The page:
The last time South Carolina entered conference play with a 9-3 record, it finished 17-16 overall and 13th in the SEC standings.
That was 2013-14, season No. 2 in Frank Martin’s rebuilding effort in Columbia. The current Gamecocks (9-3) travel to Ole Miss on Sunday to begin Martin’s sixth run through the league. USC is no longer a laughingstock in the SEC. That was well-confirmed last March when the Gamecocks advanced to the Final Four.
But when Carolina began its encore performance in November, it was having to replace 73 percent of its scoring from last season. Sindarius Thornwell wasn’t there when the Gamecocks opened at Wofford. Neither was P.J. Dozier or Duane Notice.
New faces have led to new challenges. The non-conference slate isn’t completely over – USC hosts Texas Tech on Jan. 27 as part of the Big 12/SEC Challenge – but here’s a review of the Gamecocks through 2017-18’s first two months:
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Best performance – Win at Wofford, Nov. 10
South Carolina was an honored guest in Spartanburg. Not only were the Gamecocks the opponent chosen to help open sparkling new Jerry Richardson Indoor Stadium, they were greeted with their own introduction video, a rarity for a road team.
But after the pre-game fireworks fizzled out, there was still a stiff challenge ahead. The Terriers were a dangerous team featuring Fletcher Magee, one of the country’s most fearless shooters. A sold-out crowd only enhanced the stakes.
But the Gamecocks hardly blinked. A 12-0 run to start the second half put Carolina up 21 and all but erased the upset bid. Martin’s bunch rolled to a 73-52 rout as seven players scored at least six points. USC shot 47.8 percent from 3 that night, connecting on 11 attempts. Both still stand as season bests.
Wofford is 8-4 now with wins over Georgia Tech and defending national champion North Carolina. Magee, who was held to 17 points (only two after halftime) by the Gamecocks, is up to fifth nationally in scoring, averaging over 24 a game.
Worst performance – Loss vs. Illinois State, Nov. 16
There’s a common theme to USC’s three losses – poor shooting. That was on full display against the Redbirds in Conway.
South Carolina, facing ISU’s active 2-3 zone, didn’t make its field goal until the 14:23 mark of the first half. It finished 18 of 61 from the field (29.5 percent) and 9 of 32 from 3 (28.1 percent).
The end result was a frustrating 69-65 loss that eliminated the Gamecocks from championship contention in the relocated Puerto Rico Tip-Off tournament.
Carolina committed a season-high 32 fouls. Both Chris Silva and Maik Kotsar, a duo making up USC’s starting frontcourt, fouled out.
“All we did was foul,” Martin said afterward.
ISU is now 7-6. The Redbirds are 2-0 against the SEC after beating Ole Miss in Oxford on Dec. 16.
MVP – Chris Silva
Based on pure value, Silva runs away with this. When he’s on the floor, the Gamecocks have a post presence on offense and a rim protector on defense. Silva leads USC in scoring, rebounding and blocked shots. He’s second nationally in fouls drawn per 40 minutes. He’s made 32 more free throws than the next Gamecock has attempted.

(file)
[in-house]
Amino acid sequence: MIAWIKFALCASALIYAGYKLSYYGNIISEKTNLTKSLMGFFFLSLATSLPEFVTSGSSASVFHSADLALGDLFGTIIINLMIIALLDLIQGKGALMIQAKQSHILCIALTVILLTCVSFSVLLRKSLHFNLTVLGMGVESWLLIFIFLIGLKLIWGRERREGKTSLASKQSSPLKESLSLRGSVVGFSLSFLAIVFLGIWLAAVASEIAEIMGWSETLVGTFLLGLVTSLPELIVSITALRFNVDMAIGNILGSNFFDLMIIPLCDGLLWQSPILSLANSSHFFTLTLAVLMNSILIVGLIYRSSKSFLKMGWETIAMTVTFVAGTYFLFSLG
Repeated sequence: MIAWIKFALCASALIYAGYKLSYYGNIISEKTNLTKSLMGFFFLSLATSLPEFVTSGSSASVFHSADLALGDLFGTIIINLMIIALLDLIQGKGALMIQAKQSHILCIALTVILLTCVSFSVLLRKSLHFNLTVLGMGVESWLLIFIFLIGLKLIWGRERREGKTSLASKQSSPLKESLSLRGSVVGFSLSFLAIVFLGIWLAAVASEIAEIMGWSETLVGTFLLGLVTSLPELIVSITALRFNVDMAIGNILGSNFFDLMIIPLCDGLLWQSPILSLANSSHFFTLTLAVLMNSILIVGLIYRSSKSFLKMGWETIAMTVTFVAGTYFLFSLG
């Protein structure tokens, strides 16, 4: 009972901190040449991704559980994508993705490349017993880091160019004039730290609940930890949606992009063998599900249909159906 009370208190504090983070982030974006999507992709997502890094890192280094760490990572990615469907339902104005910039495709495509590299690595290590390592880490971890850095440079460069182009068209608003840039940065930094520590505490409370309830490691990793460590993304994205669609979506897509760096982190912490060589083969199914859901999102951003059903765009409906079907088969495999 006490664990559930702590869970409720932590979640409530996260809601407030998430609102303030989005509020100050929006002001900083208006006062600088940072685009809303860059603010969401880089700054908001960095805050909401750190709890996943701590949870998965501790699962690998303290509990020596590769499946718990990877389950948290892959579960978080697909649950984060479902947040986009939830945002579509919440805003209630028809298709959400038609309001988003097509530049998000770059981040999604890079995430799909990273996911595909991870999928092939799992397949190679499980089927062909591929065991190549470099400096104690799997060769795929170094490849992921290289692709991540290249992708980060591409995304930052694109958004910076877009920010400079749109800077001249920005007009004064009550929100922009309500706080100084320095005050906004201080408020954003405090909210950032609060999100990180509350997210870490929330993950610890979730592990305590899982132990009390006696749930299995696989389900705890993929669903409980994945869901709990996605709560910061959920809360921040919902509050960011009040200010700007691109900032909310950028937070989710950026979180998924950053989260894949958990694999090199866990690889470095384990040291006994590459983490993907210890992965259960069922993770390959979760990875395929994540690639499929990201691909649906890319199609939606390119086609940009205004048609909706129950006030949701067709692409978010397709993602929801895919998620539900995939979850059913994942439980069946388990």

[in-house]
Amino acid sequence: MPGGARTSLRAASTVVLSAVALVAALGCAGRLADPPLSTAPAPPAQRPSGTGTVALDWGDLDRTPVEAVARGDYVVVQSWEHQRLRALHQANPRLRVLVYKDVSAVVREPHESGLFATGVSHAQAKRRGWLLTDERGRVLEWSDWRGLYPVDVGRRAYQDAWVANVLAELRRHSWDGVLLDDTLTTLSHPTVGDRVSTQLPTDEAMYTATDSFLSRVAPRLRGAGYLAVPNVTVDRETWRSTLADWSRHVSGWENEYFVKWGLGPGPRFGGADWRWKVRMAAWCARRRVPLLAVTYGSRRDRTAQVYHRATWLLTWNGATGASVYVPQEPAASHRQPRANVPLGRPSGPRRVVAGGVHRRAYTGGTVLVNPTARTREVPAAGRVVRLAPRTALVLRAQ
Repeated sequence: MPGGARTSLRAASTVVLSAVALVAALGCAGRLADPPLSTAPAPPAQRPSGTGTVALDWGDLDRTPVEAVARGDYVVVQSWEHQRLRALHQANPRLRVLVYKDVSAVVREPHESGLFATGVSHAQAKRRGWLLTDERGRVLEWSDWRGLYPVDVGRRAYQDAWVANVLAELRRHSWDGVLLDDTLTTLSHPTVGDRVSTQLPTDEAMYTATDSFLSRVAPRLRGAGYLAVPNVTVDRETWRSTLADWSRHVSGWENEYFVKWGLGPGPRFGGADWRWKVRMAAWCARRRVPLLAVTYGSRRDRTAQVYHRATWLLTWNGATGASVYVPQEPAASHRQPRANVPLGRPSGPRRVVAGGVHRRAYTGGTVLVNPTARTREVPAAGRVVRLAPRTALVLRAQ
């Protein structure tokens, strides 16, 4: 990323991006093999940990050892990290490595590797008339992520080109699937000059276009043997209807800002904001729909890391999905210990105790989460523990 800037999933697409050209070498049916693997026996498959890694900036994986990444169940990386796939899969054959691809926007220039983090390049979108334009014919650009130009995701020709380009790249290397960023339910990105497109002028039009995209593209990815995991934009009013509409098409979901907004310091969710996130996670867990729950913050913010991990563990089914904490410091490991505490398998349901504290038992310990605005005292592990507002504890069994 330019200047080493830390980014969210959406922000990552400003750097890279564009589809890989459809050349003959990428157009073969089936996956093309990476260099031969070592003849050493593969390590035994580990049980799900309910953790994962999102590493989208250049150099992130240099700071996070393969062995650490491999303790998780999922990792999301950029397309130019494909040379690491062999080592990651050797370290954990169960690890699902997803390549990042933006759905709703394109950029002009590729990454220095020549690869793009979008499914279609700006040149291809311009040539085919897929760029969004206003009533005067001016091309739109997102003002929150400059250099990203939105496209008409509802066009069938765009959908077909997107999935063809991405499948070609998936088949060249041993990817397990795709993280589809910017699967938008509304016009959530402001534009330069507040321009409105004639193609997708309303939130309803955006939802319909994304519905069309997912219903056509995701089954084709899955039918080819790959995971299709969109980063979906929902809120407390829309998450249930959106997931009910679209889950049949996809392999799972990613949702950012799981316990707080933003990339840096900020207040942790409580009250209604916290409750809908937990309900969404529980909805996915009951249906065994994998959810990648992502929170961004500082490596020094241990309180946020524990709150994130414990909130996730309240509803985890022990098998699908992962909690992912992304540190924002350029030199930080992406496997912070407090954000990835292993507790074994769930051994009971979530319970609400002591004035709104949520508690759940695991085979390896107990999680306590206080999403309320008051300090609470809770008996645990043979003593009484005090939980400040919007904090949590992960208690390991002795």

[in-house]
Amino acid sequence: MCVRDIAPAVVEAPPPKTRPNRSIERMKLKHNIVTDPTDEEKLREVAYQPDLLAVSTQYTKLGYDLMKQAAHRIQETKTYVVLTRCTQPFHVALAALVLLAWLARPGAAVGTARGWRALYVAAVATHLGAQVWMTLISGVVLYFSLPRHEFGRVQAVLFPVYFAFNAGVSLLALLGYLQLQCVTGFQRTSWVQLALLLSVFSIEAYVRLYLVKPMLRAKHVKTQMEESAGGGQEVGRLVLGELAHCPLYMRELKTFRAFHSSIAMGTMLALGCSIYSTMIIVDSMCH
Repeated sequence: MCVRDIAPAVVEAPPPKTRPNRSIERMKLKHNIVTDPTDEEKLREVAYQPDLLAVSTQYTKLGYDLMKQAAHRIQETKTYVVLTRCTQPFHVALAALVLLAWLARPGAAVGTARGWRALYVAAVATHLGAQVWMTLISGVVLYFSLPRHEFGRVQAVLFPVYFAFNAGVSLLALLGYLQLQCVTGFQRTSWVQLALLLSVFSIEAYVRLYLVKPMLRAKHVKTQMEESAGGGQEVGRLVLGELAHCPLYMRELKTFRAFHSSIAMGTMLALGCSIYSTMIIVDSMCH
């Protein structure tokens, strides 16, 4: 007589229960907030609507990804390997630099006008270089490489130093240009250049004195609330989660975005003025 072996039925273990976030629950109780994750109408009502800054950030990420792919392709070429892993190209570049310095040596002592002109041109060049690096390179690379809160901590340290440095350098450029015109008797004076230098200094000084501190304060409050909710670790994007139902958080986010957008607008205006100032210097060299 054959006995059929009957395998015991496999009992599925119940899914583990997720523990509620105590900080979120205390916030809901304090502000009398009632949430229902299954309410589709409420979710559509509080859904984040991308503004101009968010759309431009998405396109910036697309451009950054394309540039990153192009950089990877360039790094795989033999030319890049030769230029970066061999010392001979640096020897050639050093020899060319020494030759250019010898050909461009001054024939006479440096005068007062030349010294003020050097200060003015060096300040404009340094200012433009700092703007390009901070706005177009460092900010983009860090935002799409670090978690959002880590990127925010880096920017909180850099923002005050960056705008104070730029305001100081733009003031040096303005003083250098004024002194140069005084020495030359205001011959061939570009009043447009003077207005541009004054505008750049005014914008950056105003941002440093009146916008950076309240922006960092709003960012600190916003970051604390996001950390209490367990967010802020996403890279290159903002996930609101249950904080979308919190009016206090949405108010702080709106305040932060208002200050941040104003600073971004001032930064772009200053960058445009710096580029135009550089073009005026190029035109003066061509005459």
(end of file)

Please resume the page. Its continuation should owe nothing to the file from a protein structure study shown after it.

But the junior is also tops on the team in fouls for a third straight season.
Silva’s managed to get through just one game this season in which he hasn’t been whistled for at least three fouls. He’s only fifth on Carolina in minutes played.
Best freshman – Justin Minaya
Following a 76-70 win over UMass on Dec. 2, Martin expressed his disappointment in many elements of the program – from the fan support to the player execution to his own coaching.
Squeezing an ounce of positivity out of Martin that afternoon was going to be difficult, but he did manage to highlight his top scorer. “It’s sad when our best player has been on campus for four months,” he said of Justin Minaya.
Minaya had 17 points against the Minutemen, putting him in double figures for the fourth time in five games. The rookie’s now done that on six occasions this season.
The 6-foot-5, 210-pound wing has a complete game and loads of potential. Recent struggles – a combined four points against Clemson and Limestone – suggest slip-up, but the future is bright.
Biggest surprise – Frank Booker
Kory Holden and Wes Myers were big-time scorers at their previous schools while Booker transferred into USC with a career average of five points per game.
Outside expectations were never sky-high for Booker, but he’s certainly exceeded them. The senior, whose previous stops included Oklahoma (2013-15) and Florida Atlantic (2016-17), is sixth in the SEC in 3-pointers made (30). Only Silva has had more double-digit scoring games (nine) than Booker’s eight. He’s averaging over 11 points a contest.
Most important player going forward – Wes Myers
With Hassani Gravett still fighting for consistency, Holden out with a hamstring injury and Rakym Felder not returning to the team this season, Myers just might take over main point guard duties.
Martin said Wednesday the senior will now only get PG reps in practice, allowing Myers to focus solely on improving a glaring weakness for Carolina.
Should the 6-1, 193-pounder steady USC’s offense, the Gamecocks have a better chance in a stacked SEC.